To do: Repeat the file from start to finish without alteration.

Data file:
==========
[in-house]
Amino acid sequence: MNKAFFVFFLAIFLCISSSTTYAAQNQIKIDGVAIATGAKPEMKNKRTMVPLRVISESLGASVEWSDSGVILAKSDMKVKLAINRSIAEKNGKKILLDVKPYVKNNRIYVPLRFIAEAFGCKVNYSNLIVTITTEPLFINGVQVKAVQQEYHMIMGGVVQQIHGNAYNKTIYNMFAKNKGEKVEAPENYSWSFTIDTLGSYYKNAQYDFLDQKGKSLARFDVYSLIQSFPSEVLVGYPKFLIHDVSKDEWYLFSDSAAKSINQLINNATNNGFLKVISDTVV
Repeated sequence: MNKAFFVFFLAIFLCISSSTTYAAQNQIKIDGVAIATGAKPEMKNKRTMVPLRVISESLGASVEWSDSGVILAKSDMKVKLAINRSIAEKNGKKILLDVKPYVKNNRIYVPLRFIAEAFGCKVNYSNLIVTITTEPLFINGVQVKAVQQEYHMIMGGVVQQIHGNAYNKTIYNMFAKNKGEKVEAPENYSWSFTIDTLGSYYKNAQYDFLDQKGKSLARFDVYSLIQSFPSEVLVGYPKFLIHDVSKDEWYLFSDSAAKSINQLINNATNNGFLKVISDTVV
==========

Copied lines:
[in-house]
Amino acid sequence: MNKAFFVFFLAIFLCISSSTTYAAQNQIKIDGVAIATGAKPEMKNKRTMVPLRVISESLGASVEWSDSGVILAKSDMKVKLAINRSIAEKNGKKILLDVKPYVKNNRIYVPLRFIAEAFGCKVNYSNLIVTITTEPLFINGVQVKAVQQEYHMIMGGVVQQIHGNAYNKTIYNMFAKNKGEKVEAPENYSWSFTIDTLGSYYKNAQYDFLDQKGKSLARFDVYSLIQSFPSEVLVGYPKFLIHDVSKDEWYLFSDSAAKSINQLINNATNNGFLKVISDTVV
Repeated sequence: MNKAFFVFFLAIFLCISSSTTYAAQNQIKIDGVAIATGAKPEMKNKRTMVPLRVISESLGASVEWSDSGVILAKSDMKVKLAINRSIAEKNGKKILLDVKPYVKNNRIYVPLRFIAEAFGCKVNYSNLIVTITTEPLFINGVQVKAVQQEYHMIMGGVVQQIHGNAYNKTIYNMFAKNKGEKVEAPENYSWSFTIDTLGSYYKNAQYDFLDQKGKSLARFDVYSLIQSFPSEVLVGYPKFLIHDVSKDEWYLFSDSAAKSINQLINNATNNGFLKVISDTVV